Originally appeared in Freeport’s Journal Standard.
Let me make one thing clear: I like technology. Every day I use my MacBook, iPod, camera and cell phone. I often rely on my microwave, dishwasher, fridge and other appliances. I feel blessed to live in the 21st century, driving my somewhat reliable car and residing in a house with electricity and temperature control.
However, I also like some of the “old-fashioned” ways. Hanging my laundry on the clothesline. Making my own bread and granola. Growing food in the garden and preserving it for winter. Walking in the woods for the pure bliss of it.
Is it possible to combine the old world with the new world? Reach some form of compromise? I’m trying to find out.
At times it seems impossible to change our current lifestyle. Short of emulating Thoreau and moving to Walden Pond, what can we do to make a noticeable difference? We’re not willing to commit to drastic measures and give up the lives we know. In a world where progress is measured in leaps and bounds, the baby steps hardly seem worth it.
Yet every little step does count. You are getting somewhere, albeit slowly. If life is a marathon, then it’s one race you don’t want to finish quickly. Slowing down now can pay off in the future when you finally see the results.
Hanging your laundry conserves energy and saves money. Making food from scratch eliminates preservatives and mystery ingredients. Growing your own food cuts down on pollution and transportation costs to the grocery store both for you and the truck that delivered the food from who-knows-where. Walking in the woods reminds you of the environment we need to protect and conserve.
Easier said than done? Many of us have good intentions. We want to live green and provide healthy food for our families. The number one obstacle is time. In a day that is already jam-packed with work or school or activities, we can’t find time to take those extra steps.
This is the hard part. The part when you sit down and prioritize. The part when you sacrifice something fun to make time for something important. Or maybe it’s not as hard as we think. I gave up TV and don’t even miss it. The joy I get from my old-fashioned life far surpasses anything I got from TV.
Keep in mind this isn’t an all-or-nothing situation. The Green Police won’t bust you for using your dryer or buying bread from the store. We just do the best we can with the time we’ve been given on this earth. It’s that eternal pursuit of balancing happiness and obligation. So don’t feel guilty if you sometimes fall short of your goals.
Instead of diving into the deep end, every so often I add a new task to my green list. It began with visits to the farmers market. Then recycling. Using the clothesline, energy-efficient light bulbs and chemical-free Shaklee cleaning products. Next came yoga, which led me to healthier eating. I started buying organic food and making more food from scratch. A small garden last year, a bigger one this year. A compost bin. A chest freezer to preserve our veggies. What will the future bring? Solar panels and a windmill? Only time will tell.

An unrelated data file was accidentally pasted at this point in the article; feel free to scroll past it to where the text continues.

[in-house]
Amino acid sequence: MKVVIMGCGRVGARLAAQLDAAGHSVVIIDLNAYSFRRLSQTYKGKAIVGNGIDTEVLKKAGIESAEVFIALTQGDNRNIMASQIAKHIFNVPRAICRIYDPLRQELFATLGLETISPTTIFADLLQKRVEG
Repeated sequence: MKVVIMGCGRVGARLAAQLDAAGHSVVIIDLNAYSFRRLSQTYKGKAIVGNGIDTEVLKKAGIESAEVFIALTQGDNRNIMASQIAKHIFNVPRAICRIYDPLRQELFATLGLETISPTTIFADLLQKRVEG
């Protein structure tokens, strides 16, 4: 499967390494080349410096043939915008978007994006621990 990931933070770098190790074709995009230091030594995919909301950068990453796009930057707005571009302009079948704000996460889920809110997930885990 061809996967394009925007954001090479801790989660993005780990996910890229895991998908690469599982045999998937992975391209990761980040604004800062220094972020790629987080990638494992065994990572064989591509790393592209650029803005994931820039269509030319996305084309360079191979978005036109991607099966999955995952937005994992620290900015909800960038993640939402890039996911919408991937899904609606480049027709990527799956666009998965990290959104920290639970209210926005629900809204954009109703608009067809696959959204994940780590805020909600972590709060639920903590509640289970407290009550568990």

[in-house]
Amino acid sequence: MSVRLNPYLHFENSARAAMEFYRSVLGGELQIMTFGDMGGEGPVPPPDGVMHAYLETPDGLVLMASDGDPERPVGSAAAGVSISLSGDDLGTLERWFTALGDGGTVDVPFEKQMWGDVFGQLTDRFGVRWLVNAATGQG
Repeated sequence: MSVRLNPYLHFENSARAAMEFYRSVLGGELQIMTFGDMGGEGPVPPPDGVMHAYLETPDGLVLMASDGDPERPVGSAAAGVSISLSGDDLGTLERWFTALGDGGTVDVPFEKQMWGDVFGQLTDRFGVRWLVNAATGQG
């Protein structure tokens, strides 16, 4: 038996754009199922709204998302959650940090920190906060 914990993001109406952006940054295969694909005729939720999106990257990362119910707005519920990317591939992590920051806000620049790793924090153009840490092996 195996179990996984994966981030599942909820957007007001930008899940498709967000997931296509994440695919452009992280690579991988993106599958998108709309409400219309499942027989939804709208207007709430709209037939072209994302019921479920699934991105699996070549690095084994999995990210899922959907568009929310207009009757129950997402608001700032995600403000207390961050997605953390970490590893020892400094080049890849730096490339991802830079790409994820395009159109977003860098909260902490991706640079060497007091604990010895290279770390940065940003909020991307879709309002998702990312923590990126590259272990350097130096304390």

Once or twice a week I visit my friends, John and Sara Sullivan, on their local farm. They teach me about gardening, healthy foods, and living the good life. I help them sell their food at the Elizabeth Farmers’ Market, which Sara has been manager of for the past five years. I’ve never been much of a saleswoman, but this is something I’m passionate about. What could be better than fresh, locally-grown vegetables? Or grass-fed meat free of added hormones and antibiotics?
If you’re looking for an easy first step on your green list, shopping at the farmers market is the perfect choice. In Elizabeth, the farmers market is the closest place to buy produce and meat. Otherwise we have to drive to a grocery store in Stockton or Galena. The market food is fresher than any food at the store and sometimes cheaper. Not only are you saving time and money, you’re also getting a better product. Plus it’s a wonderful way to support our community and enjoy the camaraderie. I love coming to the market, and I’m proud to be part of such a worthwhile venture.
Examples of what Elizabeth Farmers’ Market offers: Vegetables and fruits; herbs and mushrooms; jams and jellies; baked and canned goods; plants and flowers; frozen beef, pork, and lamb; seeds and nuts; pet treats; crafts; homemade soaps; Shaklee products; photographs and greeting cards. Even if you have a garden, you’re bound to find something different at the market. New this year is watermelon. It’s also the right time for pumpkins, gourds, peppers, potatoes, Brussels sprouts, and a variety of winter squash. Even the tomatoes keep coming!
We’ve been averaging twelve vendors each Friday at the parking lot of St. Paul’s Lutheran Church on U.S. 20, from 3 to 6 p.m. The market ends the last week of October, so now is a great time to stock up on goods for the winter. It’s also a chance to connect with the vendors, some of whom sell products from their homes or through delivery. Feel free to ask for more details if you’re interested in local goods on a year-round basis.
I may never find the perfect balance between time and money, right and easy, living green and living by convenience. But that doesn’t mean I’ll stop trying. I hope you’ll join me in the pursuit. Together we can change our lives and the lives of generations to come.